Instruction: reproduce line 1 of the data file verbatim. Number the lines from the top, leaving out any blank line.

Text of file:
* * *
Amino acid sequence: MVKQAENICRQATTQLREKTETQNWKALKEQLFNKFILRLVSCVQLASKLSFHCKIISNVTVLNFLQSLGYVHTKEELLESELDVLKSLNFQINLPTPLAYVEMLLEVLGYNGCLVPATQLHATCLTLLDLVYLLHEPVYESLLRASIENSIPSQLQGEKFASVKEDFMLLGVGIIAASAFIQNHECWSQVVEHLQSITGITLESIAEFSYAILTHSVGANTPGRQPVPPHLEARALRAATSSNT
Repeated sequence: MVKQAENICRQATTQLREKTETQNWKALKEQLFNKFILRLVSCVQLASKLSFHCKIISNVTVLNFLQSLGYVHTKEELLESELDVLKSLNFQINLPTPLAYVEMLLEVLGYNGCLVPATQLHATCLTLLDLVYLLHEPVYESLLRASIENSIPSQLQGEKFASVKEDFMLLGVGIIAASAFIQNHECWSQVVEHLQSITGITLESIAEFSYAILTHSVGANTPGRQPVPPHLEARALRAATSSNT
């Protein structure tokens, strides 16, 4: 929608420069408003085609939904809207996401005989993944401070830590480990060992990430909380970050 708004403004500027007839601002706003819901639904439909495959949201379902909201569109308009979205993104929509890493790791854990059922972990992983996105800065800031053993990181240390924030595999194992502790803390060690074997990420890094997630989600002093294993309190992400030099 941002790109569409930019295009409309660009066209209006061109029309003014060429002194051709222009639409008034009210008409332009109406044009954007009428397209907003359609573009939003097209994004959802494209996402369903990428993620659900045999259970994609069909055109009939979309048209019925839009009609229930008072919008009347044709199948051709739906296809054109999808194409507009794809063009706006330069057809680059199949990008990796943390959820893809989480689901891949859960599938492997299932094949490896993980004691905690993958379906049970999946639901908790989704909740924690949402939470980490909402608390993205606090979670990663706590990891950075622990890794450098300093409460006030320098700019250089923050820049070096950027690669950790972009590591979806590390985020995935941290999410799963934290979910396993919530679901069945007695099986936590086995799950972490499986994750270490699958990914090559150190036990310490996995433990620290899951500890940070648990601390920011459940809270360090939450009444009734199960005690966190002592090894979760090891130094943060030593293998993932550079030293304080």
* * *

Amino acid sequence: MVKQAENICRQATTQLREKTETQNWKALKEQLFNKFILRLVSCVQLASKLSFHCKIISNVTVLNFLQSLGYVHTKEELLESELDVLKSLNFQINLPTPLAYVEMLLEVLGYNGCLVPATQLHATCLTLLDLVYLLHEPVYESLLRASIENSIPSQLQGEKFASVKEDFMLLGVGIIAASAFIQNHECWSQVVEHLQSITGITLESIAEFSYAILTHSVGANTPGRQPVPPHLEARALRAATSSNT